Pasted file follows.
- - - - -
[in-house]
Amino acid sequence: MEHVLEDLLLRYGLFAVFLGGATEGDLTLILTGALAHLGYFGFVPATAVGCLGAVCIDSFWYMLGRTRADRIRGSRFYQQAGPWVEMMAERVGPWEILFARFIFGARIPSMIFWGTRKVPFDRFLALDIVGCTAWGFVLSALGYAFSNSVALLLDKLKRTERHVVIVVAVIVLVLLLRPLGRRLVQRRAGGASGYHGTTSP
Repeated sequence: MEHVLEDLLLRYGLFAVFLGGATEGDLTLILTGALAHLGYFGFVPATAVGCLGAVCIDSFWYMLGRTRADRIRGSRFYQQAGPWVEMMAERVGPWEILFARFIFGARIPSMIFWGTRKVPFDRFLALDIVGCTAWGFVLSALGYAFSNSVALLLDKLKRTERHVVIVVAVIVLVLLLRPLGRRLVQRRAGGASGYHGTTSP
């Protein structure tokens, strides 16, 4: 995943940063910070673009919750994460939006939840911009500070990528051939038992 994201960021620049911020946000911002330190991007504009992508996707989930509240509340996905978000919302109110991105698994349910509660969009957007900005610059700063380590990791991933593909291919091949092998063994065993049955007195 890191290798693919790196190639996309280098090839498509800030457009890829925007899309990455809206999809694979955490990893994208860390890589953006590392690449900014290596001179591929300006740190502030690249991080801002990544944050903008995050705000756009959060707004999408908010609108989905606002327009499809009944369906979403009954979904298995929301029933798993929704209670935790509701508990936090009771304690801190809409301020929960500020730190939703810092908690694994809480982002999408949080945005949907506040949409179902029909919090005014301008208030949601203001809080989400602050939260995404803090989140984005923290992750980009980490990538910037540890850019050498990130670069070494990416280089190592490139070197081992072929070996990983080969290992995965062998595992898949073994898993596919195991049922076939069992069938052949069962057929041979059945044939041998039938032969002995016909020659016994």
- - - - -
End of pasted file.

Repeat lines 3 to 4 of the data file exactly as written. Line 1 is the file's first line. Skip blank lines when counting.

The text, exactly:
Repeated sequence: MEHVLEDLLLRYGLFAVFLGGATEGDLTLILTGALAHLGYFGFVPATAVGCLGAVCIDSFWYMLGRTRADRIRGSRFYQQAGPWVEMMAERVGPWEILFARFIFGARIPSMIFWGTRKVPFDRFLALDIVGCTAWGFVLSALGYAFSNSVALLLDKLKRTERHVVIVVAVIVLVLLLRPLGRRLVQRRAGGASGYHGTTSP
């Protein structure tokens, strides 16, 4: 995943940063910070673009919750994460939006939840911009500070990528051939038992 994201960021620049911020946000911002330190991007504009992508996707989930509240509340996905978000919302109110991105698994349910509660969009957007900005610059700063380590990791991933593909291919091949092998063994065993049955007195 890191290798693919790196190639996309280098090839498509800030457009890829925007899309990455809206999809694979955490990893994208860390890589953006590392690449900014290596001179591929300006740190502030690249991080801002990544944050903008995050705000756009959060707004999408908010609108989905606002327009499809009944369906979403009954979904298995929301029933798993929704209670935790509701508990936090009771304690801190809409301020929960500020730190939703810092908690694994809480982002999408949080945005949907506040949409179902029909919090005014301008208030949601203001809080989400602050939260995404803090989140984005923290992750980009980490990538910037540890850019050498990130670069070494990416280089190592490139070197081992072929070996990983080969290992995965062998595992898949073994898993596919195991049922076939069992069938052949069962057929041979059945044939041998039938032969002995016909020659016994």